So, a few simple guidelines on what to do if you suspect you might have a virus or hack attempt…
First, if you’re on the web and get a popup, don’t click the Close or even the X to get rid of it. Use the Control-Alternate-Delete key combination to bring up Task Manager and kill the popup at the Applications screen.
Second, if you have e-mail with attachments (especially if it’s a .ZIP file extension) and aren’t sure, don’t open them before taking a few easy steps. You can right click on the attachment and save it to the desktop or somewhere on your local system. Then you can right click on the saved file and tell it to scan for security checks.
Third, and most important of all, tell someone or call us so we can insure this doesn’t get out of hand. End users are always the first line of defense and are also our onsite eyes and ears. Call us….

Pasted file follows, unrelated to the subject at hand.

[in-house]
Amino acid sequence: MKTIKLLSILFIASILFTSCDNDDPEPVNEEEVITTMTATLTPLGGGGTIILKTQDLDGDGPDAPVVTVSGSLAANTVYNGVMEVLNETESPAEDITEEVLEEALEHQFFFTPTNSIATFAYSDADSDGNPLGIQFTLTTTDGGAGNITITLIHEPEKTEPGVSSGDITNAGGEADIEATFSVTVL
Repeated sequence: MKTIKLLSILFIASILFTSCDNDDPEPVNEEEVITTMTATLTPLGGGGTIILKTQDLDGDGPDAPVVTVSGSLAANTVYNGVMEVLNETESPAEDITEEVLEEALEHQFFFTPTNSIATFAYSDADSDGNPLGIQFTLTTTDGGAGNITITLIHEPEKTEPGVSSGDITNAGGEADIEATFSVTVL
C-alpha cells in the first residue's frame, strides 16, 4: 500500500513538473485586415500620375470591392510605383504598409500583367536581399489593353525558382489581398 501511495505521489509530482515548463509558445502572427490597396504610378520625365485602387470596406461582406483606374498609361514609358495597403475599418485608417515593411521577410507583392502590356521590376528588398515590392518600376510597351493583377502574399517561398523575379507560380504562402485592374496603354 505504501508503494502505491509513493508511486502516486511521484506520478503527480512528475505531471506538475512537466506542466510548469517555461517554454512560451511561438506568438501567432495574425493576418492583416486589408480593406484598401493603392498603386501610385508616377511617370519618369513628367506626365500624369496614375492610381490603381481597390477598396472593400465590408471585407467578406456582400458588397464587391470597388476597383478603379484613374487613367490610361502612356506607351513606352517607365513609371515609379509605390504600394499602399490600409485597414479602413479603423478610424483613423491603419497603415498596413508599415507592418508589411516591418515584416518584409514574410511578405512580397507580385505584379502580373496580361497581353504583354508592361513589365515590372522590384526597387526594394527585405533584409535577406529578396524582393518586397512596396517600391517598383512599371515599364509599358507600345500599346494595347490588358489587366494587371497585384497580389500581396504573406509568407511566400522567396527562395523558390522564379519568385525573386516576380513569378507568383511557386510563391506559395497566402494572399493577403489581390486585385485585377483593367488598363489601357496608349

- Don’t plug stuff into your network without knowing what it will do to the entire system. Twice in the last 15 days, people have plugged wireless router devices into the business network that had an active DHCP function (that thing that assigns IP Addresses to your PC and lets it function in the network). Once this happens, the SBS Server sees another DHCP Host and stops handing out IP Addresses. Shortly after that, PC units will start to lose access to the network and eventually everything loses communication.
- Buying remanufactured toners or drum assemblies for your printers? Make sure you know whether the printer is still under warranty because in most cases, problems resulting from use of these items will most certainly void that warranty. Issues you might see include image ghosting on printouts, excessive toner spill on pages, poorly fused toner and so forth.
- Have a quick question and need advice? Quick calls are not billable. Basic info and answers are free. Not calling can result in a simple issue getting ballooned into a billable issue. For example, don’t do rollbacks on your PC without asking what impact that might have- it often breaks a trust relationship between the network and the unit which requires reclienting the unit to the network (30 minute job minimum).